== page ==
We usually have our Thanksgiving menu planned weeks in advance, but this year we’re heading to my folks’ house and they’ve been in New Zealand for the past three weeks. In other words, my mom hasn’t been thinking about meal planning at all. By default that puts me in charge, but it didn’t even occur to me that I should probably order a turkey until yesterday (thankfully not too late!). If you’re looking for a last-minute quick side dish for your Thanksgiving table, this roasted squash with burrata fits the bill. Topped with spicy maple hazelnuts, pomegranate arils, and maple vinaigrette, the dish dresses to impress, but really only takes a tiny bit of hands-on time (that can be done in advance).
I know because I slapped it together from my fridge a few weeks ago in just a few minutes for guests. Lucas brought some friends by after a run to visit the baby while I was shooting these apple cheddar galettes, and I insisted they stay for lunch. My promise that it’d just be a few more minutes until the galettes were ready was a complete lie, so I dug through my fridge for an appetizer and found burrata that I hungry impulse-bought and roasted squash. I tossed it on a plate with some toasted hazelnuts and served it up. We then ate that combo every night for a week straight. It’s a good thing we had burrata and hazelnuts or this squash might have been topped with leftover anchovies and cornichons.
Burrata and hazelnuts complement the sweet fluffy roasted kabocha squash beautifully, adding creaminess and nutty notes. This week I gussied it up with some pomegranate arils, spicy maple hazelnuts, and a maple vinaigrette to make it feel more like a proper side dish for the holidays. I used kabocha squash (pumpkin’s sweeter cousin) which saves prep time because the skin roasts up soft and completely edible, though feel free to sub in your favorite squash – I’ve made it with delicata and peeled butternut. You can even roast the squash and the spicy maple hazelnuts a day or two in advance to preserve that precious oven space for the big day.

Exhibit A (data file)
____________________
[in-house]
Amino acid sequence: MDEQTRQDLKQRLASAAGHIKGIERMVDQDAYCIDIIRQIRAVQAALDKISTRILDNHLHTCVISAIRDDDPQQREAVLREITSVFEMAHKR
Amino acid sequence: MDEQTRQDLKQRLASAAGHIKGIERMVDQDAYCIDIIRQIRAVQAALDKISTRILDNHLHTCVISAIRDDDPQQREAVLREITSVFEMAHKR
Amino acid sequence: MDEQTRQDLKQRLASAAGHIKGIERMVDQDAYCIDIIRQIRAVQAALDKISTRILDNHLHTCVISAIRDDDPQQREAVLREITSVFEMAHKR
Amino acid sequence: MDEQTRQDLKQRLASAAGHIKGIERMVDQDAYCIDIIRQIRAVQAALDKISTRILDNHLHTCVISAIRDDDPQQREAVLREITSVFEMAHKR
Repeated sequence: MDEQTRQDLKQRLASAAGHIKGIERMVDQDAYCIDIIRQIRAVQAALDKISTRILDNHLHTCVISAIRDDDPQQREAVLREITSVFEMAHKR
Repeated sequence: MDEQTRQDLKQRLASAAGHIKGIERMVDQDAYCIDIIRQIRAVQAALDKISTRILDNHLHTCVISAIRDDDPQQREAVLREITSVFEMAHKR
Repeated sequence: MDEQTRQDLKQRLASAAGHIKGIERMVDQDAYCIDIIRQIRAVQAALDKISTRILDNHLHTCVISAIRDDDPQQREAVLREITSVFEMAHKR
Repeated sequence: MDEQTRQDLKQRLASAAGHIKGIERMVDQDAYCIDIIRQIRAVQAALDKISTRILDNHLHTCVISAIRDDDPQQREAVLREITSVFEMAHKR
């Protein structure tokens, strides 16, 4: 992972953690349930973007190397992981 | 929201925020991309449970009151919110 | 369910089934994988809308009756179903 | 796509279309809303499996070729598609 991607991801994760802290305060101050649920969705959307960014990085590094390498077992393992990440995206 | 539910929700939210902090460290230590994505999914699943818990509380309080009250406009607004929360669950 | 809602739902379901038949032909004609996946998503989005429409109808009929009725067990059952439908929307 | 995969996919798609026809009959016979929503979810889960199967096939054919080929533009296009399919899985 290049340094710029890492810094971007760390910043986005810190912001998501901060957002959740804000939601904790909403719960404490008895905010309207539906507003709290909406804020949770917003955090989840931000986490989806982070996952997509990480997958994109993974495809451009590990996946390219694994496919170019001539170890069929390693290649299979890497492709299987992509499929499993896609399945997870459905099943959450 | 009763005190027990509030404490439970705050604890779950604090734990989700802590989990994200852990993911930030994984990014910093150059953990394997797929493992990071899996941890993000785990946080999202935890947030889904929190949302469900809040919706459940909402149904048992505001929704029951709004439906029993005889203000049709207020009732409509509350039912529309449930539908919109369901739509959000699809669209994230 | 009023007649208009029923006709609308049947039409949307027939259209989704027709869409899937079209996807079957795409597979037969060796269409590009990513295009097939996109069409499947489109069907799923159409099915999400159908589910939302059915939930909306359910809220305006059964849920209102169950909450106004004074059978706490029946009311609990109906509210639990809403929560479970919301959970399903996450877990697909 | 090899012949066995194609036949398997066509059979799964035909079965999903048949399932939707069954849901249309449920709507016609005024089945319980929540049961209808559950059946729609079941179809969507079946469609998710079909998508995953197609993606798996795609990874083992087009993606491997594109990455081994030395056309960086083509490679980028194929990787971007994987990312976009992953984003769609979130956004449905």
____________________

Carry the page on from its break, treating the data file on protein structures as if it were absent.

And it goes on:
Here I’ve served the squash on individual plates, but it’d work equally as well on a large serving platter for the table. You could even cut the squash into smaller or larger wedges and adjust the bake-time accordingly.
Embarrassing fact: I can’t say “kabocha” without accidentally calling it “kombucha” first. Every. Single. Time.
Just by happenstance, my friend Betty had been working on a squash burrata medley too! It’s an unlikely flavor pairing that’s got us both swooning. Check out her stunning bowl of caramelized squash, scallion oil and balsamic vinaigrette, and burrata on her blog today too.
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- ½ cup raw or roasted hazelnuts, coarsely chopped
- 1 tablespoon dark brown sugar
- 1 tablespoon pure maple syrup
- ¼ teaspoon cinnamon
- ¼ teaspoon salt
- ¼ teaspoon cayenne
- ⅛ teaspoon ground cloves
- 1 2lb kabocha squash, seeds removed & sliced into 1-1½ inch wedges (or your favorite squash - Delicata or peeled butternut squash work well too!)
- 1 tablespoon olive oil
- ¼ teaspoon each salt and pepper, plus more to taste
- 8-16 ounces fresh burrata (to taste)
- Seeds from 1 pomegranate, about ½-1 cup
- 2½ tablespoons extra virgin olive oil
- 1½ tablespoons apple cider vinegar
- 1 tablespoons maple syrup
- ½ tablespoon fresh lemon juice
- ½ teaspoon dijon mustard
- ⅛ teaspoon each salt and pepper
- Preheat oven to 425°F.
- Toss the hazelnuts with sugar, maple syrup, and spices and spread them out on a small parchment-lined baking sheet. Bake for 8-9 minutes, tossing the nuts with a wooden spoon every 2-3 minutes (tossing is important or you'll end up with nuts that are burned on one side!). Remove from oven and let cool completely. When cool, break apart. (This can be done up to 3 days in advance).
- Meanwhile, line two more baking sheets with parchment paper (I used one large and one small).
- Lay the squash wedges on the two baking sheets, drizzle with olive oil and sprinkle with salt and pepper (feel free to add more salt and pepper to your preference!). Roast the squash for about 20 minutes on two separate racks, rotating the pans front to back and top to bottom halfway through, until it's tender but not mushy when pierced with a fork. (This can be done up to 3 days in advance).
- While the squash is roasting, make the maple vinaigrette by whisking all the ingredients together in a small bowl.
- Either on individual plates or a large serving platter, serve squash slices warm or room temperature with a dollop or two of burrata, a sprinkling of pomegranate seeds and spicy maple hazelnuts, a small drizzle of maple vinaigrette, and salt & pepper to taste.